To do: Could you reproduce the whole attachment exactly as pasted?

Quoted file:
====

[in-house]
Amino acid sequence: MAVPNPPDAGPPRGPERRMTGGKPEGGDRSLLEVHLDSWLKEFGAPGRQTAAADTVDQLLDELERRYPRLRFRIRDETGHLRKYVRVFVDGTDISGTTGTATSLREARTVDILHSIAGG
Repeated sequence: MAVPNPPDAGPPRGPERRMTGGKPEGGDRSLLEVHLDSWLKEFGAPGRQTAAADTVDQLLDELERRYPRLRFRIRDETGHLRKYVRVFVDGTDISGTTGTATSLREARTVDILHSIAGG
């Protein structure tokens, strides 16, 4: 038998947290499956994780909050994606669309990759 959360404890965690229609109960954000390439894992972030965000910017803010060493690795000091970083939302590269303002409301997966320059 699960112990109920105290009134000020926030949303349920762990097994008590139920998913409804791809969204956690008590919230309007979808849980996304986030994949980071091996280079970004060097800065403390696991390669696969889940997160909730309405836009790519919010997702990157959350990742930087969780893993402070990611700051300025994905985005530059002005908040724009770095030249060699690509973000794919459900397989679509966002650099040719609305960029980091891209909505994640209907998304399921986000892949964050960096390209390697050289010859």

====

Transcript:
[in-house]
Amino acid sequence: MAVPNPPDAGPPRGPERRMTGGKPEGGDRSLLEVHLDSWLKEFGAPGRQTAAADTVDQLLDELERRYPRLRFRIRDETGHLRKYVRVFVDGTDISGTTGTATSLREARTVDILHSIAGG
Repeated sequence: MAVPNPPDAGPPRGPERRMTGGKPEGGDRSLLEVHLDSWLKEFGAPGRQTAAADTVDQLLDELERRYPRLRFRIRDETGHLRKYVRVFVDGTDISGTTGTATSLREARTVDILHSIAGG
């Protein structure tokens, strides 16, 4: 038998947290499956994780909050994606669309990759 959360404890965690229609109960954000390439894992972030965000910017803010060493690795000091970083939302590269303002409301997966320059 699960112990109920105290009134000020926030949303349920762990097994008590139920998913409804791809969204956690008590919230309007979808849980996304986030994949980071091996280079970004060097800065403390696991390669696969889940997160909730309405836009790519919010997702990157959350990742930087969780893993402070990611700051300025994905985005530059002005908040724009770095030249060699690509973000794919459900397989679509966002650099040719609305960029980091891209909505994640209907998304399921986000892949964050960096390209390697050289010859």